Home · Examples 

Pixmap Filters Example

The Pixmap Filters example uses the QPixmapFilters that come with Qt to process pixmaps.

The abstract QPixmapFilter class provides an interface for implementing filters for QPixmaps. Qt comes with three ready-made subclasses: QPixmapConvolutionFilter, QPixmapColorizeFilter, and QPixmapDropShadowFilter.

The example lets the user select a filter from the Pixmap Filter combo box. The left copy of the pixmap will remain unchanged, while the right will be applied to the selected filter. The effect of the filter can be customized by handling the widgets below the pixmaps. More on this later.

The example consists of two classes: FilterExample and FilterWidget. We will now go through the code concerning pixmap filters; it lives in the FilterWidget class.

FilterWidget Class Definition

The FilterWidget class sets up the selected filter and draws the pixmaps on itself each time it receives a paint event. The event is triggered when any of the example's widgets change their value.
Missing snippet: examples/painting/pixmapfilters/filterexample.h.

We will apply sourcePixmap to the filters. Since we need room for the shadow of
QPixmapDropShadowFilter, we draw the source on a background pixmap (the grid of squares as seen in the image above).

The GUI is set up using Qt Designer (check out its manual if you need to beef up your designer skills). The designer form has three parent widgets, which contain the widgets necessary to customize each filter respectively.

FilterWidget Class Implementation

The constructor simply assigns the private variables discussed in the previous section, so we dive right into the painting code.
Missing snippet: examples/painting/pixmapfilters/filterexample.cpp.

The setupFilter() function sets up the selected filter based on the values of the widgets; we'll examine it shortly. The filter then draws the processed pixmap over the backgroundPixmap.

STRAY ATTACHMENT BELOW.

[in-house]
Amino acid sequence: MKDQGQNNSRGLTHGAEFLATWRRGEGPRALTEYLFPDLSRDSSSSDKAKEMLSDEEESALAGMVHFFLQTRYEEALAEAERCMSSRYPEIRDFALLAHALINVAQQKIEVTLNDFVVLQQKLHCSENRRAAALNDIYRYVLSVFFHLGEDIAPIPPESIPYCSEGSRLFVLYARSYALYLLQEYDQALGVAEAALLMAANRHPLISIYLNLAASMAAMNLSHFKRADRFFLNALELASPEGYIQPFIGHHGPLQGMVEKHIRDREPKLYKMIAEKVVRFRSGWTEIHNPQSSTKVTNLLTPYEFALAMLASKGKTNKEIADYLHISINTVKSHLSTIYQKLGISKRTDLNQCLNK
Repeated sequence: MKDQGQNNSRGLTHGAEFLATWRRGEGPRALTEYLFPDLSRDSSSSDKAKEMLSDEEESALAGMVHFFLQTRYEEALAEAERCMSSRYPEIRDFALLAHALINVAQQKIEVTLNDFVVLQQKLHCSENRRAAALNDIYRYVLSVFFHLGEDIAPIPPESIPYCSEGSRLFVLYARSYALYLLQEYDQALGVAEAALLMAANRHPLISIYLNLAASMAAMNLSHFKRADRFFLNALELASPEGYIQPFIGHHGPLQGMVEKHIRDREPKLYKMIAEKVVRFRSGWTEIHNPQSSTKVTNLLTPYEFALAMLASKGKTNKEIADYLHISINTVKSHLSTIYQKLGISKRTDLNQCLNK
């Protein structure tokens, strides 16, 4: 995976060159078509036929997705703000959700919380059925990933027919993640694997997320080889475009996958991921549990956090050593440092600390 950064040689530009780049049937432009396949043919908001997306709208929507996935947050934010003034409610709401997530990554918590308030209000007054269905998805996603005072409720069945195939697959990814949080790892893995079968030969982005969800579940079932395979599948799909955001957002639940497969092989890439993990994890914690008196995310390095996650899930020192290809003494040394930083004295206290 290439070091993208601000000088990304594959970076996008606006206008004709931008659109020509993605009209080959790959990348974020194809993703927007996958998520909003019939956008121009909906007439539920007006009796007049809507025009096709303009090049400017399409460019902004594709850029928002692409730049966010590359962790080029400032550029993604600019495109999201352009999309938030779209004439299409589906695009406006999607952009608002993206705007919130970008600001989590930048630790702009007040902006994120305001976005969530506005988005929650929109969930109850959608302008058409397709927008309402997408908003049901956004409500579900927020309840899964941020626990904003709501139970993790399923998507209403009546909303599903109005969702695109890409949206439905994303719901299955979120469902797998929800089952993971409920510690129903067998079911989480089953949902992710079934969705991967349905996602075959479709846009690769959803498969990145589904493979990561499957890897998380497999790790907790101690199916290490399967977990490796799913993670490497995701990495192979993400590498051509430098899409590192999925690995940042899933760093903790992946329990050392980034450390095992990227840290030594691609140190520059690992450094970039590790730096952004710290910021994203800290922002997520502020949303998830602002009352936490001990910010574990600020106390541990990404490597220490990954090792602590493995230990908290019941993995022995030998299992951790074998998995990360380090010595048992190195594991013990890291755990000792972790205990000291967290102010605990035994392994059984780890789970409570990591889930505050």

Note that resultSize is a constant value, and that the positions of the pixmaps are fixed.

Missing snippet: examples/painting/pixmapfilters/filterexample.cpp.

First, we make sure to hide the widget that customizes the previous filter (of course, chances are that it is the same as the one we will use now). We then set up the selected filter. Let's look at the code for one filter at a time.
Missing snippet: examples/painting/pixmapfilters/filterexample.cpp.

Missing snippet: examples/painting/pixmapfilters/filterexample.cpp.

The convolution kernel is fetched from the line edits, and then set on the convolution filter. The kernel can be changed with the line edits, which are connected to the
update() slot of our FilterWidget.

Missing snippet: examples/painting/pixmapfilters/filterexample.cpp.

With the colorize filter, we control the shades of red, green, and blue that we want the pixmap to have.

Missing snippet: examples/painting/pixmapfilters/filterexample.cpp.

The drop shadow filter lets us change the position, color, and the edge-blur of the shadow.
Missing snippet: examples/painting/pixmapfilters/filterexample.cpp.

Finally, we return the filter.

Copyright © 2009 Nokia Corporation and/or its subsidiary(-ies) Trademarks
Qt Jambi 4.5.2_01